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Chip-Phone System Detects Disease Biomarkers

D4 assay

Prototype of D4 assay (Duke University)

8 August 2017. A biomedical engineering team created a chip device attached to a smartphone that detects indicators of disease in blood faster than today’s more expensive lab tests. The device is described by researchers from Duke University and University of California in Los Angeles in yesterday’s issue of Proceedings of the National Academy of Sciences (paid subscription required).

The team from the lab of Duke engineering professor Ashutosh Chilkoti is seeking better and faster ways to diagnose disease at the point of care, rather than sending off patients’ specimens to a separate lab for analysis. The leading quantitative diagnostics method today is the enzyme-linked immunosorbent assay or Elisa that identifies and measures the number of antigens — proteins triggering an immune response — in blood samples. Elisa is a sensitive technology that tests for a number of different conditions, but it uses stationary desktop or larger equipment, needs trained technicians or robotics to expertly handle blood samples, and can take as long as a day to return results.

Chilkoti and colleagues aim to provide the same level of sensitivity as Elisa, but in a faster, simpler, and less expensive technology available to clinicians at the patient’s bedside. The researchers devised a solution with antibodies formulated into nanoscale polymer brushes on glass slides. The nanoscale brushes are applied with inkjet printing on a non-stick polymer substrate, to prevent fouling the slide’s surface. The non-stick feature is important, since it enables the system, called the D4 assay, to detect low levels of antigens in samples.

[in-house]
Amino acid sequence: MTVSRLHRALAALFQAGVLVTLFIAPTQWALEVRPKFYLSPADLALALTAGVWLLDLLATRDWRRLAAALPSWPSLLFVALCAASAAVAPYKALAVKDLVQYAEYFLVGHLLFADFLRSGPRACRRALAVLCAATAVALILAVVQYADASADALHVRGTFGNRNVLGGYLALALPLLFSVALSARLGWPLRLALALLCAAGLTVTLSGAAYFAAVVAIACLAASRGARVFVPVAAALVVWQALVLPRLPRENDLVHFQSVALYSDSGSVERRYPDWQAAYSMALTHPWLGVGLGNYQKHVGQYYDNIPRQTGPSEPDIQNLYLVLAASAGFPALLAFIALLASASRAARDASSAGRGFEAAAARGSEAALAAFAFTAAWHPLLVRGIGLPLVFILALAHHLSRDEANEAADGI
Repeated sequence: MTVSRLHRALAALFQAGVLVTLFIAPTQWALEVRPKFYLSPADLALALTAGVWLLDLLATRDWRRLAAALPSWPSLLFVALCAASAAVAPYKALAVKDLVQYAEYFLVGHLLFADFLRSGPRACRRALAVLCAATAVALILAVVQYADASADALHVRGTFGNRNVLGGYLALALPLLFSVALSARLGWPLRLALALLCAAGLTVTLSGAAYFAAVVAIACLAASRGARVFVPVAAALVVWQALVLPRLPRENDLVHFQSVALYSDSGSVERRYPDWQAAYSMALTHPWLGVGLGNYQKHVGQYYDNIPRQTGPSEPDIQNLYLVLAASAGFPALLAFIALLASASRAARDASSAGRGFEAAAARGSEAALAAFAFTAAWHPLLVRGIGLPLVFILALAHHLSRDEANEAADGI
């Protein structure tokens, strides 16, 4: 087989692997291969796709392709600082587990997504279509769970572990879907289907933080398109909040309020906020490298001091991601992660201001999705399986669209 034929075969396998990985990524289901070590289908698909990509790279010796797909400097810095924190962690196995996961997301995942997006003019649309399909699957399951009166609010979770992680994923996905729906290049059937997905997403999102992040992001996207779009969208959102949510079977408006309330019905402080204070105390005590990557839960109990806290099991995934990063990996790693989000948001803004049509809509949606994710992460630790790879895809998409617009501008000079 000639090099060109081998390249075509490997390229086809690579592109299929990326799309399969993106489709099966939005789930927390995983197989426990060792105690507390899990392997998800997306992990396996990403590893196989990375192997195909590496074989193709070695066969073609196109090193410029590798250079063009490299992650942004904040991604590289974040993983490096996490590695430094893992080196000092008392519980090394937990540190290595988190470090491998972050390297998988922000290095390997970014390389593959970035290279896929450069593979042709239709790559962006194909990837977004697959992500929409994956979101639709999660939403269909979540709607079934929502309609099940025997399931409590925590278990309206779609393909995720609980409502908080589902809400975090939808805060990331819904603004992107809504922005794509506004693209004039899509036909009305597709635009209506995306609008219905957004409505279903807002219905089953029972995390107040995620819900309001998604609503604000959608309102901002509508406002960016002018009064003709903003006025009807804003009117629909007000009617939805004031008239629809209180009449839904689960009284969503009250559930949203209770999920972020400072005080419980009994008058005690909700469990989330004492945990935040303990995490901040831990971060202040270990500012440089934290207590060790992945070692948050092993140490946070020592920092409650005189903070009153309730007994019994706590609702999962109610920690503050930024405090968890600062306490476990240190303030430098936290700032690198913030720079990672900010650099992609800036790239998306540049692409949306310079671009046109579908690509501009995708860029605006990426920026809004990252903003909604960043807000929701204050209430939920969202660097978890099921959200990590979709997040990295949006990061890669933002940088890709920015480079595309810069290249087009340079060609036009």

“The real significance of the assay is the polymer brush coating,” says Chilkoti in a university statement. “The polymer brush allowed us to store all of the tools we need on the chip while maintaining a simple design.”

Like Elisa tests, the D4 assay identifies and measures the number antigens in a blood sample, but in this case only a drop of blood is needed. The D4 assay is configured to work like a specific method called sandwich Elisa that provides highly sensitive and efficient testing. The “sandwich” in this case tests for antigens between two layers of matched antibodies, one layer of immobilized antibodies for binding to antigens and the second layer of soluble antibodies for detection. Targeted antibodies are attached to fluorescent markers to aid detection and measurement.

Colleagues at UCLA devised a 3-D printed smartphone attachment for the D4 assay, enabling the system to be deployed in field hospitals and other limited resource settings. The smartphone attachment is a product of the photonics lab of Aydogan Ozcan, featured previously in Science & Enterprise for its smartphone attachment to display and measure DNA molecules.

The researchers evaluated the D4 assay in a proof-of-concept study among patients at the Duke University Medical Center, measuring serum leptin levels. Michael Freemark, a pediatrics professor at Duke and co-author of the paper, earlier found low levels of the hormone leptin in blood can predict mortality and complications in severely malnourished children, particularly in developing regions of the world, where Elisa systems are limited.

The findings show the D4 system detected and measured serum leptin levels similarly to Elisa equipment, returning results much quicker, in some cases as fast as 15 minutes. First authors of the paper Daniel Joh and Angus Hucknall plan to field test the D4 assay in Liberia, also to detect and measure serum leptin levels.

Hucknall and Chilkoti founded the company Sentilus in 2012 to commercialize their nanoscale polymer brush technology. Two years later the company was acquired by Immucor Inc., a blood testing enterprise in Norcross, Georgia that today owns the rights to the technology.

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